That, of course is not a “revision” it is a wholesale rewriting.


The only “explanation” given for this episcopal volte face says nothing about how declarations of truth on vital matters can change with the weather. A wide variety of opinions were expressed but, without explanation, only some were “carefully and prayerfully” “listened” to.


“We have listened carefully and prayerfully to what bishops and many others have said in response to the draft Calls, especially that on Human Dignity…”


The Bible does not accept 'grey areas' when it comes to truth and it certainly does not accept truth being unimportant. Where scripture asks, “what fellowship has light with darkness?”, it is that rank coward, Pontius Pilate who hides behind, “What is truth?”. The condemnation of the 'forked' tongue that says two 'truths' at the same time is stark.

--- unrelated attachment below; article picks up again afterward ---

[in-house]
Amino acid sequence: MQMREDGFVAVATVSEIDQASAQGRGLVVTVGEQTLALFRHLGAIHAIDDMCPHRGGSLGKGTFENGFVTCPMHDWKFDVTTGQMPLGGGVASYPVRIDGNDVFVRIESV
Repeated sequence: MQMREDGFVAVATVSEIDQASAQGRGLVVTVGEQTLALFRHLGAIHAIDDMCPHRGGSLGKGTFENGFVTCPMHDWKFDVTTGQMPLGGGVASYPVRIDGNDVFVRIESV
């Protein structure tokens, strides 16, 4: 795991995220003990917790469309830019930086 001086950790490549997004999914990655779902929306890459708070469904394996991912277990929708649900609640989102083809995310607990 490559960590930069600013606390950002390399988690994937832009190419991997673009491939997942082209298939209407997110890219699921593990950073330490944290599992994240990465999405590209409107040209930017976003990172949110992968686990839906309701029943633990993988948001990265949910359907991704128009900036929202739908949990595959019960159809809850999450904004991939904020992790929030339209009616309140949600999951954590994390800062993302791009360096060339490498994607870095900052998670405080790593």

Regrettably, it is difficult to see how Bishop Thornton has upheld his solemn ordination vow in all this or how he has complied with what he accepted was the responsibility of his office as bishop. Whether with, “all faithful diligence”, or otherwise, it is simply impossible, “to banish and drive away” all that is contrary to God’s Word or uphold “sound and wholesome doctrine” and “openly call upon and encourage others to do the same,” if what he believes is true on fundamental matters changes from week to week. To be able to “drive away all erroneous and strange opinions” is thereafter even harder than “impossible”. And the responsibilities of being a bishop are not diminished by accepting a “political” or “pastoral” role.


Anything but the right man for an issue so thorny was Thornton, but he probably was the best available. No one else in the Church of England would have been any better and therein lies the rub- the brightest and best of the moribund Mother Church is in no way fit to lead the Communion. It is time to give the wondrous bishops of the Global South their long-overdue opportunity.